The Usefulness of the Doberman
Dobermans first were bred as a watch and guard dog. No breed excels them at this task. In Chicago, in 1955, one large university started using trained Dobermans to try to reduce vandalism. Not only was it reduced, it was eliminated. Last year, in our city newspapers, we had three accounts of Dobermans that saved the lives of their owners protecting them from attack or armed robbery.
One of our club members credits his Doberman of only three weeks ownership with having saved his life when an armed robber invaded his home.
It is staggering to think of our city and the business and industries that could benefit financially and in providing safety for watchmen and employees through the use of trained Dobermans.
One of our club members owns a tavern and has kept Dobermans for years. The dogs mingle with the customers as long as the customers are in front of the bar; but if one tries to step behind the bar, he is met with a big black dog "on guard."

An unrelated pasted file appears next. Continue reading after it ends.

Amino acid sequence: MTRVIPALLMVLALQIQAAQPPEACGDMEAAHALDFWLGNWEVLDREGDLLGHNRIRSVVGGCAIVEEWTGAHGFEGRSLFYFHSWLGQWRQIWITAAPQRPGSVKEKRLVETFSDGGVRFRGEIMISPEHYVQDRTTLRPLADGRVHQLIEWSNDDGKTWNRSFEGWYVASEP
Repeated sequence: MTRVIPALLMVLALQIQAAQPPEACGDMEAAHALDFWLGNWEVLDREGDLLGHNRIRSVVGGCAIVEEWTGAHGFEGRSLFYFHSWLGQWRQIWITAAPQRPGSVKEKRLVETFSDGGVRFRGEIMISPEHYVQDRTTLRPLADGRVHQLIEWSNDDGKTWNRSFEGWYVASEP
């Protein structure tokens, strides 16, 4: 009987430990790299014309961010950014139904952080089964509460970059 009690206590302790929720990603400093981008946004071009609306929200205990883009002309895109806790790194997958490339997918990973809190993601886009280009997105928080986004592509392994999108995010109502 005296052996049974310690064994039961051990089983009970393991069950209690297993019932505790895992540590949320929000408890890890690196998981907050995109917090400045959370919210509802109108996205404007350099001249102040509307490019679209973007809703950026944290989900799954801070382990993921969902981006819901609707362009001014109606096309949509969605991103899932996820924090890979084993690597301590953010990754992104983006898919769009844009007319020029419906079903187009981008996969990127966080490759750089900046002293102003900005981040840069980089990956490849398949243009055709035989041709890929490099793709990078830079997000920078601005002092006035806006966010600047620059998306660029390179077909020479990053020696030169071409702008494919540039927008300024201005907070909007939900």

We know of no home or apartment where a Doberman is allowed to run at large that has been entered or robbed successfully. So great is the respect for these dogs that their presence is warning enough to intruders who "plan" an entry. To those who blunder into their crimes, the dog is better than a burglar alarm.
We have often wondered why insurance companies have not been alert enough to the values of Dobermans to offer special rates where trained Dobermans are used. The facts are there. Perhaps it only requires prompting to get action.